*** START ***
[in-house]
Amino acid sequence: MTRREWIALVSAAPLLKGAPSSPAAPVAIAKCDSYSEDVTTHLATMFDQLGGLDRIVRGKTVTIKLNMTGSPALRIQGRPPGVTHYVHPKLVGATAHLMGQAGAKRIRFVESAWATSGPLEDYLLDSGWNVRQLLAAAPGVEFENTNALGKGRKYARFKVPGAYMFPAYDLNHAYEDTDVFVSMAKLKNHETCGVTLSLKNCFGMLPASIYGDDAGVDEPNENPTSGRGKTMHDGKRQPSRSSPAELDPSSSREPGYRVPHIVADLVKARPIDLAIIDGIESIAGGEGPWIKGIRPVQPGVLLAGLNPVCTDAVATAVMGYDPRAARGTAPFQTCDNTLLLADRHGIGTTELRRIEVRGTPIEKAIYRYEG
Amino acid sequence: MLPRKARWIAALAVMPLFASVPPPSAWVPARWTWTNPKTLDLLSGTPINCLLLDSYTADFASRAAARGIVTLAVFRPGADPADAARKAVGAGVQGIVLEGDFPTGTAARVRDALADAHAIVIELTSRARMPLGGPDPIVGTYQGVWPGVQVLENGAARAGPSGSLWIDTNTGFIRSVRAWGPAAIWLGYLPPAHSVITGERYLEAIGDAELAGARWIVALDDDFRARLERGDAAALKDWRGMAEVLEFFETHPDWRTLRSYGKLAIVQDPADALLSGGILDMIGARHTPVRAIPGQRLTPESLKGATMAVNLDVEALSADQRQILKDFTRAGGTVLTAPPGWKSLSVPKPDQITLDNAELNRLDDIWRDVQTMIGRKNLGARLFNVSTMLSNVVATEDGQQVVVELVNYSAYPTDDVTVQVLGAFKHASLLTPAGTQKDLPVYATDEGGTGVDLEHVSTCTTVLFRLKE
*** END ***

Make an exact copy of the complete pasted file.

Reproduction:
[in-house]
Amino acid sequence: MTRREWIALVSAAPLLKGAPSSPAAPVAIAKCDSYSEDVTTHLATMFDQLGGLDRIVRGKTVTIKLNMTGSPALRIQGRPPGVTHYVHPKLVGATAHLMGQAGAKRIRFVESAWATSGPLEDYLLDSGWNVRQLLAAAPGVEFENTNALGKGRKYARFKVPGAYMFPAYDLNHAYEDTDVFVSMAKLKNHETCGVTLSLKNCFGMLPASIYGDDAGVDEPNENPTSGRGKTMHDGKRQPSRSSPAELDPSSSREPGYRVPHIVADLVKARPIDLAIIDGIESIAGGEGPWIKGIRPVQPGVLLAGLNPVCTDAVATAVMGYDPRAARGTAPFQTCDNTLLLADRHGIGTTELRRIEVRGTPIEKAIYRYEG
Amino acid sequence: MLPRKARWIAALAVMPLFASVPPPSAWVPARWTWTNPKTLDLLSGTPINCLLLDSYTADFASRAAARGIVTLAVFRPGADPADAARKAVGAGVQGIVLEGDFPTGTAARVRDALADAHAIVIELTSRARMPLGGPDPIVGTYQGVWPGVQVLENGAARAGPSGSLWIDTNTGFIRSVRAWGPAAIWLGYLPPAHSVITGERYLEAIGDAELAGARWIVALDDDFRARLERGDAAALKDWRGMAEVLEFFETHPDWRTLRSYGKLAIVQDPADALLSGGILDMIGARHTPVRAIPGQRLTPESLKGATMAVNLDVEALSADQRQILKDFTRAGGTVLTAPPGWKSLSVPKPDQITLDNAELNRLDDIWRDVQTMIGRKNLGARLFNVSTMLSNVVATEDGQQVVVELVNYSAYPTDDVTVQVLGAFKHASLLTPAGTQKDLPVYATDEGGTGVDLEHVSTCTTVLFRLKE